Faradair announces firefighting ‘air tanker’ variant of BEHA M1

Faradair announces unmanned firefighting ‘air tanker’ variant of BEHA M1

Faradair has announced a drone variant of its turboprop-powered BEHA M1 (Bio Electric Hybrid Aircraft), designed specifically for firefighting.

Faradair announces firefighting ‘air tanker’ variant of BEHA M1

Faradair says the BEHA M1-AT (Air Tanker) is a natural progression from the BEHA M1, which was announced at Farnborough Airshow last month.

Powered by a 2000-horsepower turboprop engine (yet to be finalised), the BEHA M1-AT will provide firefighting services with an autonomous aircraft, removing the risks to a manned crew.

BEHA M1-AT

Faradair says the BEHA M1-AT could be especially useful for tackling the growing number of forest fires as well as reducing the associated costs by reaching fires faster, before they can get out of control.

The  BEHA M1-AT  has an 11-metre wingspan and a 10-tonne payload capability. Faradair says this “offers the operator an opportunity to acquire a fleet of aircraft, for a fraction of the acquisition and operational costs of helicopters, flying in rotation to combat the smaller fires and to prevent them becoming larger fires.”

The aircraft has a unique ‘triple box-wing’ configuration, allowing extremely short take-off and landing capability whilst also allowing the aircraft to lift large payloads with hybrid flight capability if required.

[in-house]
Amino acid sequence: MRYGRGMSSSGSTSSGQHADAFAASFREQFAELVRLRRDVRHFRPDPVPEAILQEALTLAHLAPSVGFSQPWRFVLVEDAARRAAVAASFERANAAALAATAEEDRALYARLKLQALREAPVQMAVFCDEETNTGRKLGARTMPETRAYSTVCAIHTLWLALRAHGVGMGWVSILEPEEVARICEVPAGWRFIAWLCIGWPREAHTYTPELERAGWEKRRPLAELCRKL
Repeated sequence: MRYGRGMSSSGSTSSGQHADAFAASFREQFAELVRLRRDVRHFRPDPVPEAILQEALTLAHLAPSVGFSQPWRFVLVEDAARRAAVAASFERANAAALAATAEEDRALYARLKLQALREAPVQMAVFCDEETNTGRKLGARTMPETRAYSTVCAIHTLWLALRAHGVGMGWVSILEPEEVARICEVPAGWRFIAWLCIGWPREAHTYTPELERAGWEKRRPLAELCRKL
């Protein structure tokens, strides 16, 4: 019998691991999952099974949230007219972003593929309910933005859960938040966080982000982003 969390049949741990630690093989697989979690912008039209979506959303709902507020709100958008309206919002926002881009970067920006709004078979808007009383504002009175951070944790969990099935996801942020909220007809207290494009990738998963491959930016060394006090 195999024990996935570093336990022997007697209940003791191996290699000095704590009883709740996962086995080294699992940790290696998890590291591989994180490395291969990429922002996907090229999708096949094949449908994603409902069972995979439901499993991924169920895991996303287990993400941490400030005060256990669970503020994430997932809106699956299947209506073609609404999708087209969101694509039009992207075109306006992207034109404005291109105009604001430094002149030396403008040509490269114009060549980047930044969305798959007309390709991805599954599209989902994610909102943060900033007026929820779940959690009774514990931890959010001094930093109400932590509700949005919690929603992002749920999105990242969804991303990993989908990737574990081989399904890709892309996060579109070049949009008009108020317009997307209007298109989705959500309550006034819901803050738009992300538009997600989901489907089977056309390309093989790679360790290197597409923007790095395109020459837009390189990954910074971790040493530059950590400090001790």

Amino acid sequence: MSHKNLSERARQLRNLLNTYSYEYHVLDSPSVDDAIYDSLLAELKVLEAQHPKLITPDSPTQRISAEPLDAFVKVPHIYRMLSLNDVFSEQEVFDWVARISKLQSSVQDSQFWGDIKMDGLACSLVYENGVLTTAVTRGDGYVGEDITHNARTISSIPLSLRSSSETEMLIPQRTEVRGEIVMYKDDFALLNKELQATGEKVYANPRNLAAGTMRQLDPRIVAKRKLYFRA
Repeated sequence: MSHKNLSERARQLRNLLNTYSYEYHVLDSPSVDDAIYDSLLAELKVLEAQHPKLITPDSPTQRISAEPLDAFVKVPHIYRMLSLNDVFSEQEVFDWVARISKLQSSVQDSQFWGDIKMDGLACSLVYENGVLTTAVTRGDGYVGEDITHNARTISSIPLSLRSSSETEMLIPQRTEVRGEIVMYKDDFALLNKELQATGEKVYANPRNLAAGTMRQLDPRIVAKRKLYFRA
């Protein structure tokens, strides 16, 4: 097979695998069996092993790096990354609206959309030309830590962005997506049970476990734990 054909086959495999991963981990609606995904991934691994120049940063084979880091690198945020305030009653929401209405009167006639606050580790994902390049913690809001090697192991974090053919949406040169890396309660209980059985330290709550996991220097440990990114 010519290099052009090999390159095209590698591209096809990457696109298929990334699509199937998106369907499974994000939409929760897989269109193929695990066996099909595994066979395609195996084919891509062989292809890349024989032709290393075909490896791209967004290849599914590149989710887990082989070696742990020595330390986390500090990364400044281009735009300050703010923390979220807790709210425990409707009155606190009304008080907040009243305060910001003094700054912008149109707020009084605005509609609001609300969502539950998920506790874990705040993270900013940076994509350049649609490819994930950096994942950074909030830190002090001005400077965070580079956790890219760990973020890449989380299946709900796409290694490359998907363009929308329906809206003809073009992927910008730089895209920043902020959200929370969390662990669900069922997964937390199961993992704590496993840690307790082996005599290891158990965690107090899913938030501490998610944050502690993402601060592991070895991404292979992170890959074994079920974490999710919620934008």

BEHA can operate from any surface, in confined spaces with protection of the propeller in the rear duct, lessening the risk of Foreign Object Damage (FOD) during payload delivery runs. The all-carbon composite airframe is lightweight and extremely strong, allowing for larger payloads to be carried, making it perfect for anti-fire operations.

Multi-role

Neil Cloughley, Managing Director of Faradair, said: “We have always said that our new BEHA aircraft platform is focused more on multi-role functionality than specific focus in one class of flight (Urban Air Mobility) and this firefighting drone configuration really highlights that capability. Obviously the ability to carry retardant also opens the opportunity for refuelling in the military environment, possibly negating the need for resupply fuel tracks or even low-cost air-to-air refuelling option for the F35B from carriers without ‘cats n traps’.

"It is a genuinely exciting aircraft and we are now tweaking the design of the airframe to ensure the most volume can be achieved from the payload capability.”

He added: “With our management teams past experience of the UAV sector, the ability to offer a pure UAV variant of BEHA has always been something we were keen to pursue and with the growing number of fires, possibly related to global warming, we saw a great opportunity to ensure that every nation can afford airborne firefighting capability. We would be delighted to open dialogue with firefighting departments and commercial airtanker providers throughout the world to see how the BEHA M1-AT can fit within their portfolio of operations”.

The BEHA is currently undergoing design optimisation at Swansea University and scale model flights have been conducted from a satellite office in Sweden. Talks are ongoing with UK Government investment groups and new partners, Faradair says.

Watch our interview about the BEHA M1 here:

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